Friday, August 10, 2007

Fireflies

I went outside last night just before it got dark and saw fireflies. I hadn't seen any in a couple of years or more, but there they were, eight or ten of them, moving away from my yard and flying over the neighbor's lawn. When I was a kid, I spent a lot of summer evenings at my grandmother's house, and it seemed to me that her yard was always full of fireflies. My sister and I would chase them. If we caught one, we'd hold it in our closed hand and peep in to look at them. Now and then we'd keep one in a mayo jar with holes punched in the lid, but that never worked out well. Seeing the fireflies last night took by surprise and took me back in time. For about a tenth of a second I could almost remember what it was like to be a kid instead of a old geezer who was outside to make sure his pickup windows were rolled up.

10 comments:

sandra seamans said...

We call them lightning bugs here in the northeast. My yard is always full of them in the summer time, twinkling away in the darkness Do you suppose they're tiny time machines, whisking us back to a better time?

Randy Johnson said...

We called them lightning bugs here in North Carolina also. I haven't seen them in years around here. Don't know why. As a child, admittedly a long time ago, the yard was full every night during this time. I like the "tiny time machine" analogy. It would sure be nice to find them again.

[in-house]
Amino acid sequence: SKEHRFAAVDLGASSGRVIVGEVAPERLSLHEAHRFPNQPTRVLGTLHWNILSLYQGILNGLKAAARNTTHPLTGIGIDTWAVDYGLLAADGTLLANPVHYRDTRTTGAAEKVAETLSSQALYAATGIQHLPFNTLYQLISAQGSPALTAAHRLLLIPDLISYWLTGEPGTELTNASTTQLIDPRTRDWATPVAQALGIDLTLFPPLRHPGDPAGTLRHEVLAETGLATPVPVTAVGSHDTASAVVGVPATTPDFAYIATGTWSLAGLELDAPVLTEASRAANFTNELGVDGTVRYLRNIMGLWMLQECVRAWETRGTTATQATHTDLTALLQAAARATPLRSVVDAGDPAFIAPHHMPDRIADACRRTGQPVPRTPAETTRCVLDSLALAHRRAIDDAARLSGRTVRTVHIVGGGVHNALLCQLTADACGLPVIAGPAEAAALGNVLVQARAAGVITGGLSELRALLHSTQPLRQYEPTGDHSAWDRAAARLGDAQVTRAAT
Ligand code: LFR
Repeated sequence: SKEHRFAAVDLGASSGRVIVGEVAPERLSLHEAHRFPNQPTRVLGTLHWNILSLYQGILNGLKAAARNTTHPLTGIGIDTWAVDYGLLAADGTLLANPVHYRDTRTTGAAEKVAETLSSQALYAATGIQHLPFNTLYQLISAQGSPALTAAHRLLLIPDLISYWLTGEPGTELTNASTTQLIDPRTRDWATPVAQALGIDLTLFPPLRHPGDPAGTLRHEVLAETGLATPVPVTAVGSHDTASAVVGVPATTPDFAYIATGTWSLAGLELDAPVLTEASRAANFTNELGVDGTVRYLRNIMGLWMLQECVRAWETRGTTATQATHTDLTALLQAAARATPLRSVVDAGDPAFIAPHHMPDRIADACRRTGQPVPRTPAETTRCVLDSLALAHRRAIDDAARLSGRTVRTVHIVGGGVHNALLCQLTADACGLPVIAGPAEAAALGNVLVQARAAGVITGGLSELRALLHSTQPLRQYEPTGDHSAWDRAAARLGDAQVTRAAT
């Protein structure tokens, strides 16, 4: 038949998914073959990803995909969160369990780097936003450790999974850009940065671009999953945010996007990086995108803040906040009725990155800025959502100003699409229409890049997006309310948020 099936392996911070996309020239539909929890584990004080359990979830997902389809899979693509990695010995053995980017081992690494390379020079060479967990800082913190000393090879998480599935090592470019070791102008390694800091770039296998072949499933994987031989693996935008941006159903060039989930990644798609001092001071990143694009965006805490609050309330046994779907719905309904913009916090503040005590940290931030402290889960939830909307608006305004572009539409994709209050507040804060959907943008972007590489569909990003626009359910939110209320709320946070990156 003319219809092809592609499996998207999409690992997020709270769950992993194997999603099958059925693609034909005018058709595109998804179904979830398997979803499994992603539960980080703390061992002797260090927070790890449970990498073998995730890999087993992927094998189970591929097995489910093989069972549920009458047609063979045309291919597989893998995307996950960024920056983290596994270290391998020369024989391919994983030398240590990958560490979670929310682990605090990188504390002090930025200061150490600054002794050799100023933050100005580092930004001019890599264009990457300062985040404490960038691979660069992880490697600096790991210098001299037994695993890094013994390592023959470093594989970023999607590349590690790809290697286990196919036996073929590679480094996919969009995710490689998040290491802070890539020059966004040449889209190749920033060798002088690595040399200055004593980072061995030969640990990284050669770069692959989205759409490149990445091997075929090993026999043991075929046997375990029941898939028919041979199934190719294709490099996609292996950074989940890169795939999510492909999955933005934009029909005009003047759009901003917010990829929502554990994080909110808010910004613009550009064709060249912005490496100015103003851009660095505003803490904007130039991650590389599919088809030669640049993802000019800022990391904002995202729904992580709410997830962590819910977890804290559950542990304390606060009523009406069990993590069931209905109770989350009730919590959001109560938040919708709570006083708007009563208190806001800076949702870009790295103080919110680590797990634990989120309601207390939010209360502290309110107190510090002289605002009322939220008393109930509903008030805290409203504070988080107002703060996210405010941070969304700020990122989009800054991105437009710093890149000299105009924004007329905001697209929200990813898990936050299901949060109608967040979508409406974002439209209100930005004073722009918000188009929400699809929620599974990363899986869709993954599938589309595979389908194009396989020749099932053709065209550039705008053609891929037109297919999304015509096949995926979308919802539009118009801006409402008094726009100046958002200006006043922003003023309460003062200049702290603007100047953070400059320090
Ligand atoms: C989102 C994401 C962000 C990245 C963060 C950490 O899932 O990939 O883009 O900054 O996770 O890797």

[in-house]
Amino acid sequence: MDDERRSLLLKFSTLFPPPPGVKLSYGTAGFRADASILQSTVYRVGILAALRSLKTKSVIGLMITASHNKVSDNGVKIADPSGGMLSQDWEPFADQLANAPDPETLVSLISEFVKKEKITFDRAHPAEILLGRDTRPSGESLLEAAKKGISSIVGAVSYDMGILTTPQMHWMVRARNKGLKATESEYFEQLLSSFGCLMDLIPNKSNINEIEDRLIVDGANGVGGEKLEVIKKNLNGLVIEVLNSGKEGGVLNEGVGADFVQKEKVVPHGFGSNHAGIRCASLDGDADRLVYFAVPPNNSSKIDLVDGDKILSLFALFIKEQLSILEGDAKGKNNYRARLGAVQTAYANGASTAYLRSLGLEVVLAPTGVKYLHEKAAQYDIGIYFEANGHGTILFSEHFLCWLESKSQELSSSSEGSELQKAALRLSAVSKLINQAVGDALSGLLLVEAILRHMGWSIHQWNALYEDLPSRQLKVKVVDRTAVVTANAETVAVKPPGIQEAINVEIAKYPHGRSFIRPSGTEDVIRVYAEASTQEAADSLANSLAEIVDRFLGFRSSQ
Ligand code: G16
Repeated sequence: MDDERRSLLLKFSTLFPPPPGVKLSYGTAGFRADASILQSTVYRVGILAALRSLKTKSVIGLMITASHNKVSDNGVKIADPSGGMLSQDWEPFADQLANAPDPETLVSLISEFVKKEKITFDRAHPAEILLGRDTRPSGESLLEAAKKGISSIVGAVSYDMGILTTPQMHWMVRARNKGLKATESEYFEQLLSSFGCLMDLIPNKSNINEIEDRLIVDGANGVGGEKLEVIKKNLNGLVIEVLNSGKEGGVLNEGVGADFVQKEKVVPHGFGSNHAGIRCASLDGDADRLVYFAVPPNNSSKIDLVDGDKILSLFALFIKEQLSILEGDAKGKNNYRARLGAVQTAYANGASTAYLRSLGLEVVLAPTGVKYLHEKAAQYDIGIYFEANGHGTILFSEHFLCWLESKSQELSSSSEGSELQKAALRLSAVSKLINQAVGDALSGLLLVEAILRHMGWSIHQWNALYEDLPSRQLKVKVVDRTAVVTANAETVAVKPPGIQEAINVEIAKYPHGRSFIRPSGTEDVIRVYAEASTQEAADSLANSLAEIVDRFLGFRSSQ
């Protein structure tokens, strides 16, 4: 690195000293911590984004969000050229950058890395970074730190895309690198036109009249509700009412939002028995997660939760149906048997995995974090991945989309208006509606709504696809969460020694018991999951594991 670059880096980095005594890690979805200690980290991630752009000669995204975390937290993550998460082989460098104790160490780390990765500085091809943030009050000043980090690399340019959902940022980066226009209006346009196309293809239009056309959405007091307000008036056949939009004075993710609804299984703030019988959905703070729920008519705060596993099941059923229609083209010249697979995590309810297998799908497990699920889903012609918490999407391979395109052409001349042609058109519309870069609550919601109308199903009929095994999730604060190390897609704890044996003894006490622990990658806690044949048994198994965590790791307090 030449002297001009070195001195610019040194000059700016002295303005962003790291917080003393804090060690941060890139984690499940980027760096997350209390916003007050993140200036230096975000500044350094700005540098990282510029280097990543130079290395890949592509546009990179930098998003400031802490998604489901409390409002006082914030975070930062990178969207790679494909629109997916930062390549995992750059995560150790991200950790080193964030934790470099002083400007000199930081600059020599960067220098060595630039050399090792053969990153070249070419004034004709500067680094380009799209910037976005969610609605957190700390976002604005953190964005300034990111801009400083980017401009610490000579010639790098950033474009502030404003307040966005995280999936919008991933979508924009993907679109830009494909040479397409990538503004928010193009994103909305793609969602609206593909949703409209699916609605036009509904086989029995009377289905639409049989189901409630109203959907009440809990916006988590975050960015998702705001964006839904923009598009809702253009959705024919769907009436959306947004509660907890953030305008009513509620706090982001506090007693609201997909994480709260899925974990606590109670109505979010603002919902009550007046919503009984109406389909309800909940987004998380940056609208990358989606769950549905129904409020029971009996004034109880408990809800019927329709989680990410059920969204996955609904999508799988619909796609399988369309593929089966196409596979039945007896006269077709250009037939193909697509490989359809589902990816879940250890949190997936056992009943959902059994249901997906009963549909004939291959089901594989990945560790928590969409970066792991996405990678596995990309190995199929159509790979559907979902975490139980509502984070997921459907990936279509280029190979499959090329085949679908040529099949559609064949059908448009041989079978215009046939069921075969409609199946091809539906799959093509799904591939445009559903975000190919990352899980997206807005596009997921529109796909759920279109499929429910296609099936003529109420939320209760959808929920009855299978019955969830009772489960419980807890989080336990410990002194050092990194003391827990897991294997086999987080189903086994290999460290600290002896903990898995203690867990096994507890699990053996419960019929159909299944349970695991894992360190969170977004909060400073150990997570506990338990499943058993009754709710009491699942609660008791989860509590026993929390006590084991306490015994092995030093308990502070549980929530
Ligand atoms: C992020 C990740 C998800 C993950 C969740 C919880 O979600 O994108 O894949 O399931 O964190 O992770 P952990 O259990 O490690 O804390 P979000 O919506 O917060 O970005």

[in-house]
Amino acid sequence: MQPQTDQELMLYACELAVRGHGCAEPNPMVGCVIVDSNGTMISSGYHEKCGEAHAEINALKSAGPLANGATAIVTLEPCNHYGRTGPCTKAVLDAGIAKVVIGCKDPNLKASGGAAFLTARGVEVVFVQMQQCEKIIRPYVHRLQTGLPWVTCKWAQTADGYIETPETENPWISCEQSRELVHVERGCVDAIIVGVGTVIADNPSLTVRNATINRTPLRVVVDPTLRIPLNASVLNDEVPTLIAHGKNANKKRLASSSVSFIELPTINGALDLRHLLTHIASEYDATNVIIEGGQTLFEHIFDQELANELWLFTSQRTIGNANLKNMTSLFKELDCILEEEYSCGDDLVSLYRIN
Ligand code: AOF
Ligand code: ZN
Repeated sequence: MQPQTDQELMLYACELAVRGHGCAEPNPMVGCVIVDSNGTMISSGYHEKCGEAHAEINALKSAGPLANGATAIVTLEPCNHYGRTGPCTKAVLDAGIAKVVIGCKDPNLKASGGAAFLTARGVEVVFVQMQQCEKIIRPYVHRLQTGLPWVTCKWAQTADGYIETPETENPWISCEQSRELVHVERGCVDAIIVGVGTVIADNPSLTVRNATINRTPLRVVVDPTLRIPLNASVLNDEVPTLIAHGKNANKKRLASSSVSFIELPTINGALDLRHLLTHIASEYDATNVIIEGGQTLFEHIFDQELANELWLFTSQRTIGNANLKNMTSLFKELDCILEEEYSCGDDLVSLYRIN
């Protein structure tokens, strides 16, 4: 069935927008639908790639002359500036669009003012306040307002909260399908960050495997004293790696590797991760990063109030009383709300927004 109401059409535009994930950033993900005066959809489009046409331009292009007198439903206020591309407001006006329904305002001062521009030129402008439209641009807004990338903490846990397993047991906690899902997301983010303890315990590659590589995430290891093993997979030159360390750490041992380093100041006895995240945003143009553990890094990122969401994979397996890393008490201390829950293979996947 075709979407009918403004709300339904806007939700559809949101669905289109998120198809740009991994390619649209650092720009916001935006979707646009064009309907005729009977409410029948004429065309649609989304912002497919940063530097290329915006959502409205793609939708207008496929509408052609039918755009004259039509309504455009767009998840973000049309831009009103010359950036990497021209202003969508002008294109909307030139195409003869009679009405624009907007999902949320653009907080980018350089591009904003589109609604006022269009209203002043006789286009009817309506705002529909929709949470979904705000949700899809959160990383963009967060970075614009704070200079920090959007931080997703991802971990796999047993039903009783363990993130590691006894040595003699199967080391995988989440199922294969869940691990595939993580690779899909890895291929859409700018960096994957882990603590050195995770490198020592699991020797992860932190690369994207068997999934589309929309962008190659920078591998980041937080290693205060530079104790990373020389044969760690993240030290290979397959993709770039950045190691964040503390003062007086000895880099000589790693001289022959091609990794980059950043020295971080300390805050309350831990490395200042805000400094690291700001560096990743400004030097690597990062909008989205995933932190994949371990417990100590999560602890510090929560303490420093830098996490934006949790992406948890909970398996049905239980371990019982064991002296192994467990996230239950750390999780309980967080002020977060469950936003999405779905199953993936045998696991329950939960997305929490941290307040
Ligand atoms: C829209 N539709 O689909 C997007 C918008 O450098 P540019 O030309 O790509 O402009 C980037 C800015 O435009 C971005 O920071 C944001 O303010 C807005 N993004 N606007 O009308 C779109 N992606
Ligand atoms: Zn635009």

Bill Crider said...

We called them lightning bugs, too, sometimes. Never called them glow worms, but I did like the Mills Brothers' song.

James Reasoner said...

I'm another one who vividly remembers chasing lightning bugs as a kid. They also make me nostalgic because I remember seeing so many of them when we'd be out walking in the evenings with our kids when they were little.

Todd Mason said...

Glowworms are other biolummers, iinm. You know, I spent my youth sporadically looking for information on what fireflies ate. It's indicative of my middle age that I faintly remember finally finding out, but no longer remember.

Bill Crider said...

Whatever they ate, it wasn't what we put in those jars.

Craig Zablo said...

I haven't seen lightning bugs in years, but your post briefly took me back to my childhood... and I thank you for that!

Anonymous said...

We call them lightning bugs in Kentucky, too, and we have lots of them. I used to catch them as a kid just as you describe, but my mother stopped us from putting them in a jar. She said they would die.

smitty5000 said...

We don't have lightning bugs here in the desert, but I have fond memories of them as a child in Missouri. Of course, we have practically NO mosquitos, so it kind of balances out.

Bill Crider said...

All the mosquitos are here on the Texas Gulf Coast.